When the Grammy Nominations were announced,
, one of the most exciting and musically creative entertainers to ever appear on a stage said the following, “This is an incredible feeling and a real achievement for everyone who made the album (“Rendezvous”) happen. “As you know, this was a long process, and receiving a Grammy nomination is something we really did want, even if we felt we didn’t want to jinx our chances by talking about it.”
On his way to New York City and the Grammy festivities, Clint made a performance pit stop at the RRazz Room at Mizner Park Cultural Arts Center in Boca Raton Florida. Just as he thrills audiences at his home base on the stages of Las Vegas, Clint’s show had the Florida audience witnessing a performance they will long be remembering. Never is the word “artist” more accurately applied when describing Clint Holmes. Clint doesn’t just sing the song, he becomes the song. Clint just doesn’t have some of best musicians and arrangements to cloak his awesome vocal ability, he infuses every fiber of his body and becomes an integral part of the melodic and harmonic structure of any tune he chooses to sing.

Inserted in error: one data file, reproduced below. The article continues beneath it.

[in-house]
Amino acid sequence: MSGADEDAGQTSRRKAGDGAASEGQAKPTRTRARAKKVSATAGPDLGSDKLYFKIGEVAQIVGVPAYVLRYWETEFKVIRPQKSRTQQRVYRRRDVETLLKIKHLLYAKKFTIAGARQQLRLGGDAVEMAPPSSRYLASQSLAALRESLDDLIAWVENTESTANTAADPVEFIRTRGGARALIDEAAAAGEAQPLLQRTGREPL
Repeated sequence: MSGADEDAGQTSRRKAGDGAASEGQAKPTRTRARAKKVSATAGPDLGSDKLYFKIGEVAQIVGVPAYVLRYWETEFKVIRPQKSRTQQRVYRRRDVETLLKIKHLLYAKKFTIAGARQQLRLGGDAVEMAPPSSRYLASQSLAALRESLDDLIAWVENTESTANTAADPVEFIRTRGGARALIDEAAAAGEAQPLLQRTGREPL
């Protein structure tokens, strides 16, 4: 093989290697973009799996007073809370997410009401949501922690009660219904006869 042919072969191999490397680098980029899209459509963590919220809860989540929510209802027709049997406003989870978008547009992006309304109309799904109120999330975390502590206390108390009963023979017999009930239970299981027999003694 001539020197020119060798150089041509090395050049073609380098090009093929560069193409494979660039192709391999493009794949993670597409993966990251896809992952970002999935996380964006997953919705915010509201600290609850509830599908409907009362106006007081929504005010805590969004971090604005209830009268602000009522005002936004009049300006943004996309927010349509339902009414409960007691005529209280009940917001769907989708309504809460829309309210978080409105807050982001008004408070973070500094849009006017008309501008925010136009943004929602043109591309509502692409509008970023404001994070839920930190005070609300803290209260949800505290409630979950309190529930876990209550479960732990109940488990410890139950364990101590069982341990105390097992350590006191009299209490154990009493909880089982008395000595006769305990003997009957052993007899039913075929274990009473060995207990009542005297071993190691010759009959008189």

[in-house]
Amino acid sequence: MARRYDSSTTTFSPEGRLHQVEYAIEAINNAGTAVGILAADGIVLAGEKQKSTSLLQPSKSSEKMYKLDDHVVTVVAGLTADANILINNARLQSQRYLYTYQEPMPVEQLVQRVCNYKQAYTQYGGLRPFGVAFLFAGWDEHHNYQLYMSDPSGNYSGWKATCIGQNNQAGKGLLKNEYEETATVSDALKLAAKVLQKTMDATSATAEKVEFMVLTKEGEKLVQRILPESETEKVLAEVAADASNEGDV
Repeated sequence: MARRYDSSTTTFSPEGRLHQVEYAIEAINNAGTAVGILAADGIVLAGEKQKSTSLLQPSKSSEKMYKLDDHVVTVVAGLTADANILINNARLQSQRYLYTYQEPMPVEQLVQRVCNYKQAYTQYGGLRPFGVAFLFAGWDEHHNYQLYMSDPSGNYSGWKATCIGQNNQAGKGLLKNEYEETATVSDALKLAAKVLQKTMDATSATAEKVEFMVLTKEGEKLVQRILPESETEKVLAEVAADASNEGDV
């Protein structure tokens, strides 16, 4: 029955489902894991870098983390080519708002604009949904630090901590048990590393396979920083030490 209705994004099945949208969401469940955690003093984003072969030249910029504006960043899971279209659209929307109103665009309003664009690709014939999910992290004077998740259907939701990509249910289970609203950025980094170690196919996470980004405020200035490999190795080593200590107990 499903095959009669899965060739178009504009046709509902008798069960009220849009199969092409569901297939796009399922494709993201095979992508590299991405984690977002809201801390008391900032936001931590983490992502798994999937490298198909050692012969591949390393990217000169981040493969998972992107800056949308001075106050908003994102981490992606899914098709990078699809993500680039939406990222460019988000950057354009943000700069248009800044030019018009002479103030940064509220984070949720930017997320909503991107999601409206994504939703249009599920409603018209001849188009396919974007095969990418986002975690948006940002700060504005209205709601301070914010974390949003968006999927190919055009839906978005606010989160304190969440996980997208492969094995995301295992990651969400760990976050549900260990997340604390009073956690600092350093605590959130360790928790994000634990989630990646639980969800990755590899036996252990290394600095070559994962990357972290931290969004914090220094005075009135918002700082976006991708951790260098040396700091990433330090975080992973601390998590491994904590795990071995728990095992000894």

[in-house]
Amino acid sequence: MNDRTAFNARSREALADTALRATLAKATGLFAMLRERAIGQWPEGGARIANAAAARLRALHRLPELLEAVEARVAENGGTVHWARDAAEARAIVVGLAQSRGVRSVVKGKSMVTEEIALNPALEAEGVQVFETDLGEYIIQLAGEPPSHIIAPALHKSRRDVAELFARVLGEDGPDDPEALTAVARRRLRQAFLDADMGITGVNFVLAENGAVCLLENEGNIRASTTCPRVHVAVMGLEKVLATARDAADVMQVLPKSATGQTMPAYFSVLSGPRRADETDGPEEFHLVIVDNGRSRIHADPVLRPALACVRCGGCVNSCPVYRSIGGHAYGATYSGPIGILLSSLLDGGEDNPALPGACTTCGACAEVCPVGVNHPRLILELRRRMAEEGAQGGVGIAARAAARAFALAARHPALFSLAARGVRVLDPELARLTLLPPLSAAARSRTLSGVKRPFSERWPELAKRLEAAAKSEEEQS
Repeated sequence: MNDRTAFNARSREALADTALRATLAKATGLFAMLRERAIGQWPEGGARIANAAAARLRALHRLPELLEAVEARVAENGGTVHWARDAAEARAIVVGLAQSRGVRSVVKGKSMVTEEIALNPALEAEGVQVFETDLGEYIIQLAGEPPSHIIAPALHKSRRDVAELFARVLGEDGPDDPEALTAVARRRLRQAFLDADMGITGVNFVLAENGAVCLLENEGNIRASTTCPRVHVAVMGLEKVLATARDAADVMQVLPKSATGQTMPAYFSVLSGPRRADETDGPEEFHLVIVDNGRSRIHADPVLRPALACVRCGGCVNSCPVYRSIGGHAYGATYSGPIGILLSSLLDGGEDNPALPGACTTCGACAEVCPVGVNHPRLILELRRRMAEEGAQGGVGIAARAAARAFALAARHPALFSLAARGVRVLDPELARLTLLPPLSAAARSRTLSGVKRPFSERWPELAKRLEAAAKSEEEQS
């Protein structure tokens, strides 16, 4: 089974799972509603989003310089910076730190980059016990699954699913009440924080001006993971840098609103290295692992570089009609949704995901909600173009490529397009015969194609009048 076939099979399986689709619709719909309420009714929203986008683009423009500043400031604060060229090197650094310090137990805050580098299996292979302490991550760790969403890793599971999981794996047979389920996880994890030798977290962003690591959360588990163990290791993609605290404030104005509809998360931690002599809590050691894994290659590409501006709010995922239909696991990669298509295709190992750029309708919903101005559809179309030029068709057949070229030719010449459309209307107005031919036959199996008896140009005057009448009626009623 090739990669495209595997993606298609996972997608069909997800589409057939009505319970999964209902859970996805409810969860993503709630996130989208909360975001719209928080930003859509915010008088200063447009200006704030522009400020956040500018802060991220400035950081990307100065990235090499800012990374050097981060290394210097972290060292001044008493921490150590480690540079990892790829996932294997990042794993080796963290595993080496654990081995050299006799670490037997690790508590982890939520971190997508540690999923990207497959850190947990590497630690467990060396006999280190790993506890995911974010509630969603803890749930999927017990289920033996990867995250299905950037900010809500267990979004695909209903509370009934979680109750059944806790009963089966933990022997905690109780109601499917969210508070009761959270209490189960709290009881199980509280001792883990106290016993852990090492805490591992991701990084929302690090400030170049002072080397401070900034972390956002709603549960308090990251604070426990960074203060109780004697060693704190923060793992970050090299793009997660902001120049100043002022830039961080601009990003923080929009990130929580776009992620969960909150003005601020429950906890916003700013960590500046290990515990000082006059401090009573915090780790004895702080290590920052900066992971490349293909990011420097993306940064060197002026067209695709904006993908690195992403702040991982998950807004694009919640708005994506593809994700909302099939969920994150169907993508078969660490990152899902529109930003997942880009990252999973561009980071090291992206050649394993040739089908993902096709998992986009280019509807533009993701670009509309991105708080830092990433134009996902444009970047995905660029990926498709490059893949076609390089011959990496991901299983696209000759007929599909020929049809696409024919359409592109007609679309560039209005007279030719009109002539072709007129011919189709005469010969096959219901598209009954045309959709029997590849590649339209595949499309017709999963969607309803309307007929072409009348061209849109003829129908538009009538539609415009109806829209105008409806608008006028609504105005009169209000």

Clint’s pit stop Florida crew were a superb group of musicians who performed musical arrangements by his usual musical director Christian Tambour flawlessly and with originality. On this Florida engagement at The RRazz Room were Scott Giddens (piano/music director), Jamie Ousley, (bass), Ryan Necker, (drums) and Brian Lynch, (trumpet)
Although his career spans four decades Clint Holmes is in the midst of a significant breakthrough. Having spent the last 20 years as one of Vegas’s most successful entertainers, he has, over the last several years, achieved tremendous acclaim with solo shows all over the country.
About “Rendezvous,” he says, “I was twelve and it was a true coming of age moment for me. I had never seen my dad in his world. He worked three jobs and never seemed happy until I saw him in this element. I fell in love with jazz and how cool it felt to interact with the ‘cats’ the way my dad did,” said Holmes, the son of an African-American father and a white British mother who was a classically-trained opera singer.
With jazz timing and phrasing informing his velvety tenor croon on eleven cuts, including three new songs that he co-wrote, Holmes surrounded himself with a royal herd of jazz “cats” on the collection that was produced by two-time Grammy winner Gregg Field.
(For another article by Stephen & complete photos of the show go to Broadwayworld.com